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Financial Exploitation Case to be Published

Posted Thursday, May 22, 2014 by John S. Palmer

On May 14, 2014, the Court of Appeals granted a motion to publish the court’s recent opinion holding that stealing drugs from a vulnerable adult for self-destructive purposes falls within the definition of “financial exploitation” under the Abuse of Vulnerable Adults Act.

The case involved a hospice patient residing in a Bellevue adult family home who had been prescribed morphine as part of her end-of-life treatment. The Washington Department of Social and Health Services (DSHS) determined that the morphine was stolen by Estera Gradinaru, the owner of the adult family home, and concluded that the theft constituted financial exploitation as defined by the Act, which at the time defined “financial exploitation” to include the illegal or improper use of a vulnerable adult’s property for another person’s “profit or advantage.”

Ms. Gradinaru claimed she took the morphine as part of a failed suicide attempt, and therefore did not take it for her “advantage.” The Court of Appeals disagreed, holding that financial exploitation includes “the illegal or improper use of a vulnerable adult’s property to further a goal of the person who took that property” even if that goal is self-destructive.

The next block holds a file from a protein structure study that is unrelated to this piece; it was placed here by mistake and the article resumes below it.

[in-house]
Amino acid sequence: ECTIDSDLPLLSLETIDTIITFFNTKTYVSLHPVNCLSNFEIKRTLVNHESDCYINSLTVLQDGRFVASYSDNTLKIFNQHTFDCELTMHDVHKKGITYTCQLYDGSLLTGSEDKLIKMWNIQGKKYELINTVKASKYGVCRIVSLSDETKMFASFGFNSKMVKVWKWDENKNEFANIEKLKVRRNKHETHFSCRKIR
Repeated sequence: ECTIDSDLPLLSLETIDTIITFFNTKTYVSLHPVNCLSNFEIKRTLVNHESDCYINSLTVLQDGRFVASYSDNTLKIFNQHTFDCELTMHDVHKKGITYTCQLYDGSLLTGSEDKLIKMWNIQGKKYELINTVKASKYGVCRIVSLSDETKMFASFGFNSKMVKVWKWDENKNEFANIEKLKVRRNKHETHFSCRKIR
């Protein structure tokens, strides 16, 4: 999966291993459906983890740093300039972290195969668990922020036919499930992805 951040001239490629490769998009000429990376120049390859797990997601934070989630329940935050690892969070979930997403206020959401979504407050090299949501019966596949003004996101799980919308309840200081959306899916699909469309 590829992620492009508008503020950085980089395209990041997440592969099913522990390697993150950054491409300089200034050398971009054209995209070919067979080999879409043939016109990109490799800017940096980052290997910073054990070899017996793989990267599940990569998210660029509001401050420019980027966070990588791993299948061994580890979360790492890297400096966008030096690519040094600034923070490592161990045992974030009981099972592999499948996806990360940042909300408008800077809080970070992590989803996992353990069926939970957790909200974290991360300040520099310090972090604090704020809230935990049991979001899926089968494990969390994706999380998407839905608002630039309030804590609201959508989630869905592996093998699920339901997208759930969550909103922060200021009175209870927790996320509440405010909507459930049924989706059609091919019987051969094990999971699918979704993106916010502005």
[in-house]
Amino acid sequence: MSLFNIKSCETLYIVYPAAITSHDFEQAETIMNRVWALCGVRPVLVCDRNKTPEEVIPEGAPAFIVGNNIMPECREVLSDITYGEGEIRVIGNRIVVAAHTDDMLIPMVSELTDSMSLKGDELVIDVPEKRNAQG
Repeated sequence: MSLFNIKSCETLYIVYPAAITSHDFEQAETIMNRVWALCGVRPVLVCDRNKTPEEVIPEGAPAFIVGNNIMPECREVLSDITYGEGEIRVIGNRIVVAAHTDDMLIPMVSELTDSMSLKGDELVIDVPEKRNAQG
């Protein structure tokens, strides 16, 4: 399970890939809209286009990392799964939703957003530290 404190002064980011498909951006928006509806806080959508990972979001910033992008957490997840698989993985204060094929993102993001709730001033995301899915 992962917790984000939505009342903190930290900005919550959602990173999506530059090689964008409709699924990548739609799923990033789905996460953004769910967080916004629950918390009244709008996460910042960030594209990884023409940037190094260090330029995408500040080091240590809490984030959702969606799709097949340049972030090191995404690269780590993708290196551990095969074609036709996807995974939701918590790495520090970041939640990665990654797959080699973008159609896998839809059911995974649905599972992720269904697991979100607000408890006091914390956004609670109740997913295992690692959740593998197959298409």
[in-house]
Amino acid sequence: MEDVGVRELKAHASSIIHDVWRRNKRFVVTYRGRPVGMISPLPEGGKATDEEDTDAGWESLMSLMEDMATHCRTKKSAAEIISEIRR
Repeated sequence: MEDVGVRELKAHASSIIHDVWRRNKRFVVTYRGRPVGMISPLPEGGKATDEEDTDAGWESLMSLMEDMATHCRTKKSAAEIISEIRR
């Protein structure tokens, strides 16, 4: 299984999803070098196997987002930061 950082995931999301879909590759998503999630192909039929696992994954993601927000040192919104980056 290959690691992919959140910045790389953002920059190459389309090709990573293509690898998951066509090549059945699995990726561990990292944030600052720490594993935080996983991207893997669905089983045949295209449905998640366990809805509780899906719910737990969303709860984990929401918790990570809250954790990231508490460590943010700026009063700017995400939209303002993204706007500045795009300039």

The court’s opinion in this case (Gradinaru v. DSHS, decided March 24, 2014) was unpublished at the time it was issued. Unpublished opinions are still public records; however the court rules prohibit parties in subsequent cases from citing them as binding legal precedent. An opinion will typically be deemed to have precedential value, and published, if it:

DSHS subsequently moved to publish the court’s decision. As noted in my initial blog post on this case the court may have initially decided not to publish the opinion because it dealt with a prior statutory definition of “financial exploitation,” thereby limiting its applicability to future cases (the definition was broadened in 2011, but the theft occurred before the definition was changed.) The order to publish does not state the grounds for granting the motion, but most likely the court found that the case is of general public interest or importance.

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